The tradition has always held that this Big Still was the property of the Big Boss of the Moonshiners.
It is a relic of the old days some forty or fifty years ago when it was not a crime to make your own liquor. The owner of this still has always watched it mighty close. It has been jealously guarded from the officers, so jealously guarded in fact that very, very few men have ever been able to see it.
When the cowardly murder of the Montgomery Boys was committed up in that same section a number of years ago, a wave of righteous indignation went over the whole land, and a determined effort was made to put a stop to this liquor making traffic.
The owner of the old Big Kettle decided that it was time to take a rest. So, it is said that a deep hole was dug not far from the banks of the creek and about a mile or two over in Lafayette County and the old Big Kettle was laid to rest. According to the story, there it stayed through all the years until the Bone Dry law and National Prohibition put the booze lover up against it for his favorite beverage, and raised the price sky high.
Then it was that there came a day of Resurrection, and the old Big Kettle was brought into use again.
But her days were destined to be short in the land.
One night last week, Mr. Buchanan, a Raiding Officer, which is a new place created for just such a purpose by the United States Government, arrived here. Accompanied by Sheriff Will Wright and Ernest McCormick, he made his way up to the county line of Calhoun and Lafayette and then located a big hogshead of …er ready for the making.
They knew that there was a monster still thereabout but ... one putting appearance to set it up and begin operations. Finally they notified the man whose house it was real near that they were going to make a search of his premises for a still. He did not raise any objection, so the search began. It lasted five hours, and was awarded by the discovery of a mammoth Big Copper Kettle of 80 gallon capacity sunk in the bottom of a pond of water. It was as nice and smooth as could be, with every joint and seam fit and proper, not a dent on its sides. That it had been well cared for was very evident.
The man was arrested and carried to Oxford and put under a thousand dollar bond. The still was carried to Oxford and will there be destroyed.
Was it the old “Big Kettle,” that I have heard so much of? Well, we don’t know. It looks kind o’ like it doesn’t it.
Anyhow, we are glad this ... has been removed.
The Editor of the Water Valley Herald sure is one hard fellow to please.
We have about decided to give it up as a bad job.
Here is Editor Barber’s latest complaint:
“The Herald follows the intation of The Monitor and has read the story of the Sheriff grabbing the moonshiners indeed carefully. It only confirms our former conclusion that Calhoun supplies the liquor for Yalobusha County. If the “durn” sheriff and other officials of Calhoun were not zealous in the performance of their duties, the editor might get a little liquor to put in his mince meat this winter.”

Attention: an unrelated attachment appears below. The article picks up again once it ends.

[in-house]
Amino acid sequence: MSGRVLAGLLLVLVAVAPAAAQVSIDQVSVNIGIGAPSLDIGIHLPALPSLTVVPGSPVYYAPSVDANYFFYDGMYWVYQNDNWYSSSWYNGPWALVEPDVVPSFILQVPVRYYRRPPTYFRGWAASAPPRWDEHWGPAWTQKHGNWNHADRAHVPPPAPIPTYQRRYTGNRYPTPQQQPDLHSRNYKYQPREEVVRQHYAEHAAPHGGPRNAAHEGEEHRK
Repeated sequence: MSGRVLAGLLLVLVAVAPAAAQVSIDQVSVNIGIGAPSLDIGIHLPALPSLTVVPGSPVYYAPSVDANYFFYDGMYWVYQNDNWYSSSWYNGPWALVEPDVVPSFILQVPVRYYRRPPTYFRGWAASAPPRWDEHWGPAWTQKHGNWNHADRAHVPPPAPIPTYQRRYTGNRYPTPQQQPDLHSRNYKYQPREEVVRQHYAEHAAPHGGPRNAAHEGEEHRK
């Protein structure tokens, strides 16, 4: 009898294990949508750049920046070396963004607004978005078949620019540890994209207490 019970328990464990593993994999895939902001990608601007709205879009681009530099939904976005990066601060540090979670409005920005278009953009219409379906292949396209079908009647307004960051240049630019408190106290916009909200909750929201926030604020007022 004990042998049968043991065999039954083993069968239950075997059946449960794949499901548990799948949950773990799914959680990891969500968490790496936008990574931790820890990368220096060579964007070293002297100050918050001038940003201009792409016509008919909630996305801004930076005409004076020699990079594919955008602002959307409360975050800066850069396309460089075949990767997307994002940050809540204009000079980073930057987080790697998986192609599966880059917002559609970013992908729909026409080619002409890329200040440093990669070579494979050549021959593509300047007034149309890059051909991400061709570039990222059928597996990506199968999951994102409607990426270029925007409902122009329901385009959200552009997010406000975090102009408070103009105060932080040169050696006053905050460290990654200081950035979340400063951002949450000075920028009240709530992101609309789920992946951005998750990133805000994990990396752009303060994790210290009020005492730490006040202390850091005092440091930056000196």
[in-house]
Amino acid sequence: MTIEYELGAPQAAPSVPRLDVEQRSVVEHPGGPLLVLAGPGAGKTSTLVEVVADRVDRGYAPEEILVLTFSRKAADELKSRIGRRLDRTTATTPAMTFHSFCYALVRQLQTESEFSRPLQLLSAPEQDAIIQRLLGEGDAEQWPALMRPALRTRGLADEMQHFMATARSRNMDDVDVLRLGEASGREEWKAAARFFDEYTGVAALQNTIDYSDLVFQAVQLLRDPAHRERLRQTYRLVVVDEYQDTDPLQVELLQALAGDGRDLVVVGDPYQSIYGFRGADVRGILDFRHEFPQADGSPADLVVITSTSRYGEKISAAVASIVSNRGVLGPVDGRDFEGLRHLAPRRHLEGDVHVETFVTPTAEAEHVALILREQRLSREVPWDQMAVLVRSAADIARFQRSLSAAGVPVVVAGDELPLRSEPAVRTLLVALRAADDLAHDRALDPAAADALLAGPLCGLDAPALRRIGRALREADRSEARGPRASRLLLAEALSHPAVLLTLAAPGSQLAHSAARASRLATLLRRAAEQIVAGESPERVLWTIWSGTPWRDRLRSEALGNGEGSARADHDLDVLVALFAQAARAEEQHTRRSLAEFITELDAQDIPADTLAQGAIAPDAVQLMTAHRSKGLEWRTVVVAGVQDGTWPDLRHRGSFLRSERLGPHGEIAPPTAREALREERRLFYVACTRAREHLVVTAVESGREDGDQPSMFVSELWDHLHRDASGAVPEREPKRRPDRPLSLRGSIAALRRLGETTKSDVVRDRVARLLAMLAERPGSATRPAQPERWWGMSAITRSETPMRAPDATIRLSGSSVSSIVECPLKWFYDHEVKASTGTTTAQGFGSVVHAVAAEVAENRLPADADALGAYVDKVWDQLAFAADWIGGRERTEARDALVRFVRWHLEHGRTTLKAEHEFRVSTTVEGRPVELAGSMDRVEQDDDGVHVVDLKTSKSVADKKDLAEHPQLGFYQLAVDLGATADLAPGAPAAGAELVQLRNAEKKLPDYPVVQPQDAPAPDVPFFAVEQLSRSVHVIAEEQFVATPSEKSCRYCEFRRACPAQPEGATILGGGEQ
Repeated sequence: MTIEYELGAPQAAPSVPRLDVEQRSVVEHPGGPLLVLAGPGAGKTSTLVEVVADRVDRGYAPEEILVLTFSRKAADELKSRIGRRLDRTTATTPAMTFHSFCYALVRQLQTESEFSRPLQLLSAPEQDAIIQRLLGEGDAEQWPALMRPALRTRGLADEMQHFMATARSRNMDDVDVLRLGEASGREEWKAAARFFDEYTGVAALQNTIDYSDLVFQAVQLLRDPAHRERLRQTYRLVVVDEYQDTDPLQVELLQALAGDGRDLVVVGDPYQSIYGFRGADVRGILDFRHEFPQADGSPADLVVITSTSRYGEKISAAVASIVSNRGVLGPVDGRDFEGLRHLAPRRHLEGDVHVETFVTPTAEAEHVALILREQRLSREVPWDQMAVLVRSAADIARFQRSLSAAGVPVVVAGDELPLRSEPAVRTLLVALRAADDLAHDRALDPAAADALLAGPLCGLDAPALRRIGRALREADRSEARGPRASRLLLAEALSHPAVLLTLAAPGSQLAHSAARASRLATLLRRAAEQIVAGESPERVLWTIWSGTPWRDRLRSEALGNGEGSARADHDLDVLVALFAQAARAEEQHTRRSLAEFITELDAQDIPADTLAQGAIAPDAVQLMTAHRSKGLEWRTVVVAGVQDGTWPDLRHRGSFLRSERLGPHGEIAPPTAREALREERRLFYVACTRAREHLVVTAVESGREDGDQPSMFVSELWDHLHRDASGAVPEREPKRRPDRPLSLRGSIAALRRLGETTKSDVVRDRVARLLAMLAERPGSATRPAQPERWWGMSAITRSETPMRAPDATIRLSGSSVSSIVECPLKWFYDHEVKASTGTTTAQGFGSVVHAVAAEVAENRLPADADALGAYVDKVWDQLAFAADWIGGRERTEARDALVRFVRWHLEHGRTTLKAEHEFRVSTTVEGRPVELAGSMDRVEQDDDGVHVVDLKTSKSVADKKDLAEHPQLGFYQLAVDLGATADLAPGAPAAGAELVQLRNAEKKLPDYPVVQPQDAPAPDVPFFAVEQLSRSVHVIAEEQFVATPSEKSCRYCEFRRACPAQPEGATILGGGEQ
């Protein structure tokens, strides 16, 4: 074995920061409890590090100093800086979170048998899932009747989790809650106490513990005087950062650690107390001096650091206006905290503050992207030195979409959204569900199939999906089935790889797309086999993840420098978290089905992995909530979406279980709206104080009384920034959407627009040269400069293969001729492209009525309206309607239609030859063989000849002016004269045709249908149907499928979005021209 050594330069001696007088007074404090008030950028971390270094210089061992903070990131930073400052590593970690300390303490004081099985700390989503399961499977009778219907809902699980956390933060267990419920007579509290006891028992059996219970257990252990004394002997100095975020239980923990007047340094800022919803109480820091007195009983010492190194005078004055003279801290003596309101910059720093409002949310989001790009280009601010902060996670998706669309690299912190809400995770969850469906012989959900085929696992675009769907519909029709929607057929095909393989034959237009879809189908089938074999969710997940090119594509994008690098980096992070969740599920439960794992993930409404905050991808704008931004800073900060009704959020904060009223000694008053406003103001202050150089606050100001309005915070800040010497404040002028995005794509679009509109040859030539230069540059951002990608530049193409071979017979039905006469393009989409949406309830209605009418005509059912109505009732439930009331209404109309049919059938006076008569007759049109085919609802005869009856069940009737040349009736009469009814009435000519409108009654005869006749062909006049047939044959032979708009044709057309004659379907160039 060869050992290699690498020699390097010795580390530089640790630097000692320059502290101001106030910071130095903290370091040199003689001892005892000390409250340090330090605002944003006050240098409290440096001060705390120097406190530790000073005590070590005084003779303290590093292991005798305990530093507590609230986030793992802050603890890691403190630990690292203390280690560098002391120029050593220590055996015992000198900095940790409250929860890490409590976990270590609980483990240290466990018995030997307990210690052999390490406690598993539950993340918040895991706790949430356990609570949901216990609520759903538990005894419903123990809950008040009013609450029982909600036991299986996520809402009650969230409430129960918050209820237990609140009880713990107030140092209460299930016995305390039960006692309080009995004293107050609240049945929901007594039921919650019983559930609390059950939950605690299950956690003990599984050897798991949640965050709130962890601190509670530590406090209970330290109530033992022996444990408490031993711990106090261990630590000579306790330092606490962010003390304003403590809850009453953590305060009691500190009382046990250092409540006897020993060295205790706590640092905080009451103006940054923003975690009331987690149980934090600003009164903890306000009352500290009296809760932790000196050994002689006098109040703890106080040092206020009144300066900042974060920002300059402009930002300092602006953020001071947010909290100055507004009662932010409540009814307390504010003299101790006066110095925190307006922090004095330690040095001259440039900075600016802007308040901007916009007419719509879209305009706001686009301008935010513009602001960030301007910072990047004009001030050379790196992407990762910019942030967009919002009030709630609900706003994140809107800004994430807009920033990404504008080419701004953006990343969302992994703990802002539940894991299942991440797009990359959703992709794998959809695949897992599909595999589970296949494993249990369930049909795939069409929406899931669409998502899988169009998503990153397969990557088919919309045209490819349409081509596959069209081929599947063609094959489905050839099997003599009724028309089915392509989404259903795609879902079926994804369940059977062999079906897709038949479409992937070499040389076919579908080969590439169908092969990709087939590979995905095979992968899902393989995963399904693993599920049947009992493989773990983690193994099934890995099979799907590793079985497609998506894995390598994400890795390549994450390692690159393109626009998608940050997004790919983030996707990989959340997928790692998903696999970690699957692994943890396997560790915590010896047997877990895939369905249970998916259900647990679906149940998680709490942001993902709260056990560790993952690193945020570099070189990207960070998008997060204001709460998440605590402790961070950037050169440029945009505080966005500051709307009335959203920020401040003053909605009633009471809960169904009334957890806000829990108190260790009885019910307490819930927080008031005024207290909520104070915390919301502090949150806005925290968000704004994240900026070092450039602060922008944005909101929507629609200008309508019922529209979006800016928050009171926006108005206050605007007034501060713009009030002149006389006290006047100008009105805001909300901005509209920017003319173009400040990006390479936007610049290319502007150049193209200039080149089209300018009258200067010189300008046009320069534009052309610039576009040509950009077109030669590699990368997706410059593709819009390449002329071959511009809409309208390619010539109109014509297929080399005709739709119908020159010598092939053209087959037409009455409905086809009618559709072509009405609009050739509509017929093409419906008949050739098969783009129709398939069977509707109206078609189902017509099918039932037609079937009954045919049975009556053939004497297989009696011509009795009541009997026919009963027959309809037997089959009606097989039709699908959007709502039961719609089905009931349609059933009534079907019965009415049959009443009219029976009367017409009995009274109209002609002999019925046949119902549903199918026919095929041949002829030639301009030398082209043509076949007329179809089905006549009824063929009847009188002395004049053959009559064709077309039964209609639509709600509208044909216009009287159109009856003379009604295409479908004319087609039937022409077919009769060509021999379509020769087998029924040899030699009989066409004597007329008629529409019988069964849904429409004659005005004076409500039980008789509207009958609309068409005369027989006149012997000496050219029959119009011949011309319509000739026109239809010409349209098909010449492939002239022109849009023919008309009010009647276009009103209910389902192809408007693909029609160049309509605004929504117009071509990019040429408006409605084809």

Just a few weeks ago, the editor of the Water Valley Herald was raising sand over the proposition that as he claimed Calhoun was furnishing him and his Yalobusha neighbors liquor. Now, he takes it out on our officers because they won’t allow Lafayette county moonshiners to furnish him his liquor.
As we say, we’ll just have to give it up. We can’t please him.
Just one more word however, and that is that any man who can’t think of any better way to use liquor than to put on mince meat, we’ll say he don’t need no liquor.
Sheriff C. R. Young, accompanied by his deputies Messrs. Sam H. Smith and W. J. Reid, went over on Cowpen the other night and brought back with them a splendid specimen of the Wildcat still. Too, they brought back about five gallons of the finished product, which, while the Editor didn’t get a chance to taste, had a most aromatic smell, and was evidently of a high class brand of Moonshine.
The still was found about 1 mile north of Lantrip schoolhouse and surrounded by a large number of barrels of mash ready for making into whiskey. The still itself was well arranged and was a big one, fifty or sixty gallon capacity.
Sheriff Young says that contrary to the usual course, this still was given away by the whiskey men, rather than law abiding citizens.
The raiding party drove up in their car to a point somewhere near the still, but the moonshiners were evidenly [sic] just leaving. They had finished their run, cleaned up, filled the kettle again, drawn the fire, and were laughing and talking as they moved off.
The officers immediately gave chase to them and the liquor men fled, dropping their jug of newly made liquor as they ran. The officers chased them for some half mile, but finally lost them.
Then the officers came back found the abandoned jug, and then found the still.
Besides the jug, there was a candy bucket two thirds full of new moonshine, which the heartless officers poured into Cowpen Creek, which no doubt accounts for the peculiar antics reported among the catfish lower down the creek on Sunday last.
The still and jug were placed behind the bars of the County jail here and have been the center of attraction for a number of curious people since that time.
On Monday night some enterprising and thirsty individual or individuals, introduced a pipe or some kind of hollow container through the bars of the cage and into the jug and siphoned about a gallon out of captivity, and are no doubt enjoying a “Merry Christmas.”
Nine panes of glass were broken out of the jail windows the day following the putting of this open jug into the cage, by the Bumblebees trying to get in to the scent.